Drake’s is one of my favorite brands, so it was an honor to sit down with this week’s subject, Michael Hill, during his most recent visit to New York. The son of the co-founder—the other was Michale Drake, hence the name—Hill has taken up the mantle of creative director, shaping a company that started out making ties into an influential and much-loved purveyor of a full range of menswear. He was in town to launch a collaborative collection with fellow Londoners St. John, the famed offal restaurant, but found time to sneak off with me to discuss his work history on Saville Row, maintaining the legacy of the brand while injecting it with fresh collaborations and styles, and plenty more.
Can you remember the first time you fell in love with clothing?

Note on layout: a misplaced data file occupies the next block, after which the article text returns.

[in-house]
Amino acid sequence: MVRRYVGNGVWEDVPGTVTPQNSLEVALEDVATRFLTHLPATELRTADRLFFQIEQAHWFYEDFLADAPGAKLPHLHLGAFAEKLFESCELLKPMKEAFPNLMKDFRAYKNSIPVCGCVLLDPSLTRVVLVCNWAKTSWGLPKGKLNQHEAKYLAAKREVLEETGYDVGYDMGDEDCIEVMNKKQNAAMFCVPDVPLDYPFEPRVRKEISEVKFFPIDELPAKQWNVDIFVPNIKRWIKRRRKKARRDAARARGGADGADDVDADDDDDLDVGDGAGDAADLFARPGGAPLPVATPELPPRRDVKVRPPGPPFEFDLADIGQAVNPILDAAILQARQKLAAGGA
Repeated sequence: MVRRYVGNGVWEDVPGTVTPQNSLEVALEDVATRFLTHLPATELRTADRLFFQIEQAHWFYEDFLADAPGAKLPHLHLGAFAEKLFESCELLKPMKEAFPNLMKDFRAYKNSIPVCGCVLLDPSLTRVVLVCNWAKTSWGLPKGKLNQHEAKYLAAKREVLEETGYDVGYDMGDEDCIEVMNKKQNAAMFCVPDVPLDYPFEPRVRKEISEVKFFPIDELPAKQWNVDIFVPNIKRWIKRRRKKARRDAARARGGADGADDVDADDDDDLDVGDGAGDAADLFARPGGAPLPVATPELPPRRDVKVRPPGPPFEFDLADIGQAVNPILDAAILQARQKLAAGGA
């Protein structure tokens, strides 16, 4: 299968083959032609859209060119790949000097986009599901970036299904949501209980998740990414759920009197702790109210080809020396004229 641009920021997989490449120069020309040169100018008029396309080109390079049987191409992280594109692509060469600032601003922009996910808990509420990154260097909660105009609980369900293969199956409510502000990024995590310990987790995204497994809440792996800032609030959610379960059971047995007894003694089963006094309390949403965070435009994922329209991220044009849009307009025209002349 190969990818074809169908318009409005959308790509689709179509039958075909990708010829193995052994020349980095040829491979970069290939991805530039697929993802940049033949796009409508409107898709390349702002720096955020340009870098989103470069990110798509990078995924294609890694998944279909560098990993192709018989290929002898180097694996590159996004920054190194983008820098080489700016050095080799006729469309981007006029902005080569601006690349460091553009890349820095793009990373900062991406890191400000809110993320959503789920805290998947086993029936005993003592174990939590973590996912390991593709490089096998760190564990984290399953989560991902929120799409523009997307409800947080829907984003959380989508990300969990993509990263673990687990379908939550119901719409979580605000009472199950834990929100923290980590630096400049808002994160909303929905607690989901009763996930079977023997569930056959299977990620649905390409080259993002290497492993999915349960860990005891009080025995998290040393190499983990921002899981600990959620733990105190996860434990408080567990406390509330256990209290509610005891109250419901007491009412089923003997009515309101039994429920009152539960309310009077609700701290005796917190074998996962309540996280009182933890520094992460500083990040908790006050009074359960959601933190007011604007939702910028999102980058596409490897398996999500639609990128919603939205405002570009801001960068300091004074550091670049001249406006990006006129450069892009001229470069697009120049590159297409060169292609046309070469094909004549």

I do have lots of early memories. It certainly goes back to family. Two things come to mind. My father had a dressing room next to my parents’ bedroom; mom had a tiny little wardrobe. He used to get up very early in the morning to drive up to the tie factory. I’d love to be with him as he selected his tie and his shirt and his hanky and put it all together. He’d ask me my opinion and I’d help him choose. I had a love for materials and color at that stage. I also remember my father giving my grandfather some beautiful gingham shirts for Christmas one year. My grandfather really appreciated it and he loved the cloth. I was a very young kid but it stuck with me somehow.
How did this all impact your personal style?